Working on revamping a plugin of mine when I noticed that wp_count_terms() is not reflecting the same number as a call to count( get_terms() ) with the same $args passed. I'm pretty sure this is a bug in WordPress and I'll submit a trac ticket in a little bit.

I wanted to get a solid working solution, so I ended up just making one call to get_terms() and then using count() on the array to get the count. My question is: "How many terms can be returned without slowing everything down". It's possible that there could be scaling issues here where there are a lot of terms in a taxonomy, but how many is TOO many? 1,000? 10,000? Just looking for a ballpark here.

  • 1
    This got anywhere since? wp_count_terms() is essentially thin wrapper on top of get_terms() so it seems strange. Code examples?
    – Rarst
    Jul 18, 2011 at 8:17
  • No better solution yet. May need to put in a ticket for 3.3. At least in 3.1, wp_count_terms() will force a few parameters which throws the counts off for certain custom queries like the one I was using. It works well for the core queries though.
    – mfields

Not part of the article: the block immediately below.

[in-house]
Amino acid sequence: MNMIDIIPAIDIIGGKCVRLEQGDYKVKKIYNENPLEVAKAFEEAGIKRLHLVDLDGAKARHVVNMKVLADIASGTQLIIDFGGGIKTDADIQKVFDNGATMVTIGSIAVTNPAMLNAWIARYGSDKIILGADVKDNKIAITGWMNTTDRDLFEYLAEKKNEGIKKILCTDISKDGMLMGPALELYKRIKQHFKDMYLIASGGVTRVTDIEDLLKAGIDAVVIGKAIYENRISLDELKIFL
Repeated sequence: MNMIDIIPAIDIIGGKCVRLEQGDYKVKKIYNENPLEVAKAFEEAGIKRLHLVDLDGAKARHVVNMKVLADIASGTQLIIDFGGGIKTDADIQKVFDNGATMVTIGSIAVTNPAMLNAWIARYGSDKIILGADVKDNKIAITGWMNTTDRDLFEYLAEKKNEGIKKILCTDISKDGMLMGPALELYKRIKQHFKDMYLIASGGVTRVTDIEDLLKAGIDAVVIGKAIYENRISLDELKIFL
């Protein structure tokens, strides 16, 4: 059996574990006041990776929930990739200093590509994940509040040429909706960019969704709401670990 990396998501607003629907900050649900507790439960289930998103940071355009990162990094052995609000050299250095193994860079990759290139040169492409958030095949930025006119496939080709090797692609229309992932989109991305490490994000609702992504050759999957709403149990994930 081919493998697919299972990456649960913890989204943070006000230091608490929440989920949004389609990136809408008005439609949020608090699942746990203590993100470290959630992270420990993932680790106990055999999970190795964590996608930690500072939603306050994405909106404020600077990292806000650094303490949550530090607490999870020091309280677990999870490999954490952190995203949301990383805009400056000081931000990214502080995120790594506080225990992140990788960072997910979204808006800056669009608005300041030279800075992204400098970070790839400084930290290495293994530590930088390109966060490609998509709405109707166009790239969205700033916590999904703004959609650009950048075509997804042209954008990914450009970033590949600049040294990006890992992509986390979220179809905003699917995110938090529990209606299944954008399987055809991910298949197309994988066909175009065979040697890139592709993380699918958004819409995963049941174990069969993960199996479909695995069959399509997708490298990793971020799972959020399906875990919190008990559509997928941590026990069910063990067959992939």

Jul 19, 2011 at 23:44

1 Answer 1


Ad slowing down)

Lame answer: depends on your server and stuff.

Ad possible bug)

wp_count_terms(); is a level "above" get_terms(); and therefore has values like 'hide_empty' and 'fields' already set. I'd say: diff your $args against those predefinied by wp_count_term();. The later function does nothing than calling the get_terms() at it's end.

  • The "Lame answer" is what I'm looking for. Could you please expand on this? I'm aware that wp_count_terms() calls get_terms(). There is no diff between the args passed to both functions. With the "fields" argument set to "count" get_terms() will build an optimized query that (I believe) will be faster/less-memory-intense than a direct call to get_terms()
    – mfields
    May 18, 2011 at 21:08
  • I'm not good at server related stuff, so this answer will stay "lame". Sry :)
    – kaiser
    May 18, 2011 at 21:48
  • @mfields A starting point would be to do a manual sql query like echo $GLOBALS['wpdb']->query( 'EXPLAIN SELECT * FROM '.$GLOBALS['wpdb']->prefix.'terms' ); to see what the table offers. Then maybe inspect the indices and add some if this would benefit from it. If you got a MyISAM DB table (and not InnoDB), then maybe you could do something like PACK_KEYS=1 to speed it up, as reading is what the terms are mostly used on the viewer facing side.
    – kaiser
    Aug 15, 2011 at 1:55
  • Please post a code sample. I think @kaiser is on to something with the hide_empty param. Dec 23, 2011 at 15:47

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